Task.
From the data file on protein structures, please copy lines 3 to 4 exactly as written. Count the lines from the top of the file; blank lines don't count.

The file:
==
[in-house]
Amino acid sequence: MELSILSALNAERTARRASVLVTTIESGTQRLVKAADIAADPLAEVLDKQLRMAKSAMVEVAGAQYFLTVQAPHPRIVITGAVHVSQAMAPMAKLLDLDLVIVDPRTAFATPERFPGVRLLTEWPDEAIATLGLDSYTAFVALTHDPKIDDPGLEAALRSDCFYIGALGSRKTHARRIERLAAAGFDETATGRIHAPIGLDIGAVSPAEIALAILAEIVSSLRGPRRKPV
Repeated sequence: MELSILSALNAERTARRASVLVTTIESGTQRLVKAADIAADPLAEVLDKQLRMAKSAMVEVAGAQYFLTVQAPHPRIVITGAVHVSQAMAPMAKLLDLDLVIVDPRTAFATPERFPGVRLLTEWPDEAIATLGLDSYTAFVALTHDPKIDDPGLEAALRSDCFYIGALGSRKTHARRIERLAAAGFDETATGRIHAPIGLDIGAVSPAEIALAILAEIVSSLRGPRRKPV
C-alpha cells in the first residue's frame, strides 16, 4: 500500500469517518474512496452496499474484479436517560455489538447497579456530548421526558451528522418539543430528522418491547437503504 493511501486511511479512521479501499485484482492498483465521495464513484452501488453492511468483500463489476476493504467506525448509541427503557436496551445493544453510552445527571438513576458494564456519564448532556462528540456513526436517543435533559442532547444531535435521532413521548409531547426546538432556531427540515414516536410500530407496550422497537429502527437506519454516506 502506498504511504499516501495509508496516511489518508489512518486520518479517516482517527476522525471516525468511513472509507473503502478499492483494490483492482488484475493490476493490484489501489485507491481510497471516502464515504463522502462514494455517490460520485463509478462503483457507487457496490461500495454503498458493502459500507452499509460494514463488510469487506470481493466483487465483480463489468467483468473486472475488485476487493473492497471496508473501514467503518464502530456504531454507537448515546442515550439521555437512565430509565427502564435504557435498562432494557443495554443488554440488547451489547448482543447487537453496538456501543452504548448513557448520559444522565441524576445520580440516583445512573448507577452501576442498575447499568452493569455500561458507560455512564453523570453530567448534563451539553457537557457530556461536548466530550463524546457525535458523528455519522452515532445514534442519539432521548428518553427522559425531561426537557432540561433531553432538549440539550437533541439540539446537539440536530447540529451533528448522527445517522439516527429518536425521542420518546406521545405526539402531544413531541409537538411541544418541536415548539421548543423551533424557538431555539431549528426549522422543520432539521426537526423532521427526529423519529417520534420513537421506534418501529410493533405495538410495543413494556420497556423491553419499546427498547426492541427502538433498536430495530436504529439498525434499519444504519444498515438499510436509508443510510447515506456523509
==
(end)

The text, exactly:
Repeated sequence: MELSILSALNAERTARRASVLVTTIESGTQRLVKAADIAADPLAEVLDKQLRMAKSAMVEVAGAQYFLTVQAPHPRIVITGAVHVSQAMAPMAKLLDLDLVIVDPRTAFATPERFPGVRLLTEWPDEAIATLGLDSYTAFVALTHDPKIDDPGLEAALRSDCFYIGALGSRKTHARRIERLAAAGFDETATGRIHAPIGLDIGAVSPAEIALAILAEIVSSLRGPRRKPV
C-alpha cells in the first residue's frame, strides 16, 4: 500500500469517518474512496452496499474484479436517560455489538447497579456530548421526558451528522418539543430528522418491547437503504 493511501486511511479512521479501499485484482492498483465521495464513484452501488453492511468483500463489476476493504467506525448509541427503557436496551445493544453510552445527571438513576458494564456519564448532556462528540456513526436517543435533559442532547444531535435521532413521548409531547426546538432556531427540515414516536410500530407496550422497537429502527437506519454516506 502506498504511504499516501495509508496516511489518508489512518486520518479517516482517527476522525471516525468511513472509507473503502478499492483494490483492482488484475493490476493490484489501489485507491481510497471516502464515504463522502462514494455517490460520485463509478462503483457507487457496490461500495454503498458493502459500507452499509460494514463488510469487506470481493466483487465483480463489468467483468473486472475488485476487493473492497471496508473501514467503518464502530456504531454507537448515546442515550439521555437512565430509565427502564435504557435498562432494557443495554443488554440488547451489547448482543447487537453496538456501543452504548448513557448520559444522565441524576445520580440516583445512573448507577452501576442498575447499568452493569455500561458507560455512564453523570453530567448534563451539553457537557457530556461536548466530550463524546457525535458523528455519522452515532445514534442519539432521548428518553427522559425531561426537557432540561433531553432538549440539550437533541439540539446537539440536530447540529451533528448522527445517522439516527429518536425521542420518546406521545405526539402531544413531541409537538411541544418541536415548539421548543423551533424557538431555539431549528426549522422543520432539521426537526423532521427526529423519529417520534420513537421506534418501529410493533405495538410495543413494556420497556423491553419499546427498547426492541427502538433498536430495530436504529439498525434499519444504519444498515438499510436509508443510510447515506456523509